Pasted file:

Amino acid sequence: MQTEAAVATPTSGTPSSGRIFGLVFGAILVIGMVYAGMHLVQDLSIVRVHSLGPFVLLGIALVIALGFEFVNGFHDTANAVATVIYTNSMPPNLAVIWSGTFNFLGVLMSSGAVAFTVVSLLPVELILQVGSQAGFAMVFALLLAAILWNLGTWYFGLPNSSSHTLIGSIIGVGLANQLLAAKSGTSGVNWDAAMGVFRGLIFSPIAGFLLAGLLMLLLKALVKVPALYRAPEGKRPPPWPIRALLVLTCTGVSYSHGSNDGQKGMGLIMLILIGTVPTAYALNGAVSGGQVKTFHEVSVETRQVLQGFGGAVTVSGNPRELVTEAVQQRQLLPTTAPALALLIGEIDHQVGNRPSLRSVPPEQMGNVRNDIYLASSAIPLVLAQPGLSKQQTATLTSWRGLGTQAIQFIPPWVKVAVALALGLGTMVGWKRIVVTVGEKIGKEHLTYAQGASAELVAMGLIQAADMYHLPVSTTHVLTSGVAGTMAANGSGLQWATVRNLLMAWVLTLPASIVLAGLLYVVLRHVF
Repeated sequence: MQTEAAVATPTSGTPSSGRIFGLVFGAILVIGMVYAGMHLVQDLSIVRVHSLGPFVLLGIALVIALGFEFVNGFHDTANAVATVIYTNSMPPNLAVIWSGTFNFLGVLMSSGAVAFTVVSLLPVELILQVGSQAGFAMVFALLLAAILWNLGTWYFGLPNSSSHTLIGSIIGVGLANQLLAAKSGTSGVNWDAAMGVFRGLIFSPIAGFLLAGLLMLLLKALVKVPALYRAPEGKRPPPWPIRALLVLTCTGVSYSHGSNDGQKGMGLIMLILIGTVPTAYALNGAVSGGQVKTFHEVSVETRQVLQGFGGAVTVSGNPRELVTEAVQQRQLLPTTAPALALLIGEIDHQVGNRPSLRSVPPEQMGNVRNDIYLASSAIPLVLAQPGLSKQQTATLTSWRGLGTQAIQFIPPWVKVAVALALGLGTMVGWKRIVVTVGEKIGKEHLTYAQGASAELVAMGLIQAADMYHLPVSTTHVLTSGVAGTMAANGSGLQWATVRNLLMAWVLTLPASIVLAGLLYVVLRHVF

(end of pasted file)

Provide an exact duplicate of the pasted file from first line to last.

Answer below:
Amino acid sequence: MQTEAAVATPTSGTPSSGRIFGLVFGAILVIGMVYAGMHLVQDLSIVRVHSLGPFVLLGIALVIALGFEFVNGFHDTANAVATVIYTNSMPPNLAVIWSGTFNFLGVLMSSGAVAFTVVSLLPVELILQVGSQAGFAMVFALLLAAILWNLGTWYFGLPNSSSHTLIGSIIGVGLANQLLAAKSGTSGVNWDAAMGVFRGLIFSPIAGFLLAGLLMLLLKALVKVPALYRAPEGKRPPPWPIRALLVLTCTGVSYSHGSNDGQKGMGLIMLILIGTVPTAYALNGAVSGGQVKTFHEVSVETRQVLQGFGGAVTVSGNPRELVTEAVQQRQLLPTTAPALALLIGEIDHQVGNRPSLRSVPPEQMGNVRNDIYLASSAIPLVLAQPGLSKQQTATLTSWRGLGTQAIQFIPPWVKVAVALALGLGTMVGWKRIVVTVGEKIGKEHLTYAQGASAELVAMGLIQAADMYHLPVSTTHVLTSGVAGTMAANGSGLQWATVRNLLMAWVLTLPASIVLAGLLYVVLRHVF
Repeated sequence: MQTEAAVATPTSGTPSSGRIFGLVFGAILVIGMVYAGMHLVQDLSIVRVHSLGPFVLLGIALVIALGFEFVNGFHDTANAVATVIYTNSMPPNLAVIWSGTFNFLGVLMSSGAVAFTVVSLLPVELILQVGSQAGFAMVFALLLAAILWNLGTWYFGLPNSSSHTLIGSIIGVGLANQLLAAKSGTSGVNWDAAMGVFRGLIFSPIAGFLLAGLLMLLLKALVKVPALYRAPEGKRPPPWPIRALLVLTCTGVSYSHGSNDGQKGMGLIMLILIGTVPTAYALNGAVSGGQVKTFHEVSVETRQVLQGFGGAVTVSGNPRELVTEAVQQRQLLPTTAPALALLIGEIDHQVGNRPSLRSVPPEQMGNVRNDIYLASSAIPLVLAQPGLSKQQTATLTSWRGLGTQAIQFIPPWVKVAVALALGLGTMVGWKRIVVTVGEKIGKEHLTYAQGASAELVAMGLIQAADMYHLPVSTTHVLTSGVAGTMAANGSGLQWATVRNLLMAWVLTLPASIVLAGLLYVVLRHVF